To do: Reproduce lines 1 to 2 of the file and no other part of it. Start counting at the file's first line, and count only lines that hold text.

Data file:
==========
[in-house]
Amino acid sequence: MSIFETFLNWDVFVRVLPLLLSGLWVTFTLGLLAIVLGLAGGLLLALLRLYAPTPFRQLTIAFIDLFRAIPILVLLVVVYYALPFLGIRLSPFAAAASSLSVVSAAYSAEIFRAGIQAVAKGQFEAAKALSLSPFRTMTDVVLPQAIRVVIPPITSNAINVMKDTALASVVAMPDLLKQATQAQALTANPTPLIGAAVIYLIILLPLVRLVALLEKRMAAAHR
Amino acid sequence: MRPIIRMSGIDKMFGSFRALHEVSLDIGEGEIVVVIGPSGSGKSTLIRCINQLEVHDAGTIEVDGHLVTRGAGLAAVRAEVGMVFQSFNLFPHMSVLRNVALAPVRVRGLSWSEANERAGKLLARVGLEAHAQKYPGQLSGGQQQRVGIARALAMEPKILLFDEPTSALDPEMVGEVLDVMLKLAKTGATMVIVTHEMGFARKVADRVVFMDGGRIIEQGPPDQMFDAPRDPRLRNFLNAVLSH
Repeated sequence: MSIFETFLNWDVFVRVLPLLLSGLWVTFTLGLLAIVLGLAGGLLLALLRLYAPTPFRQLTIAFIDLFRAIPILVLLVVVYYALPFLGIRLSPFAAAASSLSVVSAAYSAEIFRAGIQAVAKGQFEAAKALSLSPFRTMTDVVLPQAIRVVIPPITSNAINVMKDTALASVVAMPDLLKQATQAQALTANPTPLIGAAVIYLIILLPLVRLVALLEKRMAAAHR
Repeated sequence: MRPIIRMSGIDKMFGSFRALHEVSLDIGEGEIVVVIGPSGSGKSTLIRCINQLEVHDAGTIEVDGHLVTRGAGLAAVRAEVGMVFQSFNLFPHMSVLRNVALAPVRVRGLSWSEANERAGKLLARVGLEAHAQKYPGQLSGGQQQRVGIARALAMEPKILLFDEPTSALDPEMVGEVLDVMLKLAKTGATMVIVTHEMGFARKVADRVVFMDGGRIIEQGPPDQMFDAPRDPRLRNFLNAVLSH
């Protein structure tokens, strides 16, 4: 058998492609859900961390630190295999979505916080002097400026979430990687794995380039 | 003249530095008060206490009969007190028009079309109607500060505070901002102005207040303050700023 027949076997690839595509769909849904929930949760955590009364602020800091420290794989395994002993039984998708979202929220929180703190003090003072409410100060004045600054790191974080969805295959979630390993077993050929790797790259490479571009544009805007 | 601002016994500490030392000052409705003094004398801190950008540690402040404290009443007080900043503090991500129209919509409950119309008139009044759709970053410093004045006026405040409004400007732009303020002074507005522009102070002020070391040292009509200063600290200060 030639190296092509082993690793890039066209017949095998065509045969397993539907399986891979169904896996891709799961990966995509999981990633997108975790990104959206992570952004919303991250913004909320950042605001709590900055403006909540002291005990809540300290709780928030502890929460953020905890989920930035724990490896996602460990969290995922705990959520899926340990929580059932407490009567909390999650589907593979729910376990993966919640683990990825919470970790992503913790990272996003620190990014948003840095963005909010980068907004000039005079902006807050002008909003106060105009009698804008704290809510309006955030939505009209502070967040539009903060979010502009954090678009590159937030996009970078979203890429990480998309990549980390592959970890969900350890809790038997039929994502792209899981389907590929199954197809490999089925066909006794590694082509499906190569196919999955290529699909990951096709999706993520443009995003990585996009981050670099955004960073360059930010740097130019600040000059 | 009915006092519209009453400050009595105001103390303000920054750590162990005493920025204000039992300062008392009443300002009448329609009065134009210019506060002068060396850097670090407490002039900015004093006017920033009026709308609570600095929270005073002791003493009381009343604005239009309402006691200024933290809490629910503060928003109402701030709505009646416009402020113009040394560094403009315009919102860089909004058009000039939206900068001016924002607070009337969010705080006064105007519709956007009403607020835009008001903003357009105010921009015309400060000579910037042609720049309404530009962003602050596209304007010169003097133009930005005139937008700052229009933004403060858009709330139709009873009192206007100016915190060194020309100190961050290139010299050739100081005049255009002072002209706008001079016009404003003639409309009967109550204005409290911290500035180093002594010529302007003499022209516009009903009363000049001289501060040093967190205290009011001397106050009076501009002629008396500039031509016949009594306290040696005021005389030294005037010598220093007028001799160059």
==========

[in-house]
Amino acid sequence: MSIFETFLNWDVFVRVLPLLLSGLWVTFTLGLLAIVLGLAGGLLLALLRLYAPTPFRQLTIAFIDLFRAIPILVLLVVVYYALPFLGIRLSPFAAAASSLSVVSAAYSAEIFRAGIQAVAKGQFEAAKALSLSPFRTMTDVVLPQAIRVVIPPITSNAINVMKDTALASVVAMPDLLKQATQAQALTANPTPLIGAAVIYLIILLPLVRLVALLEKRMAAAHR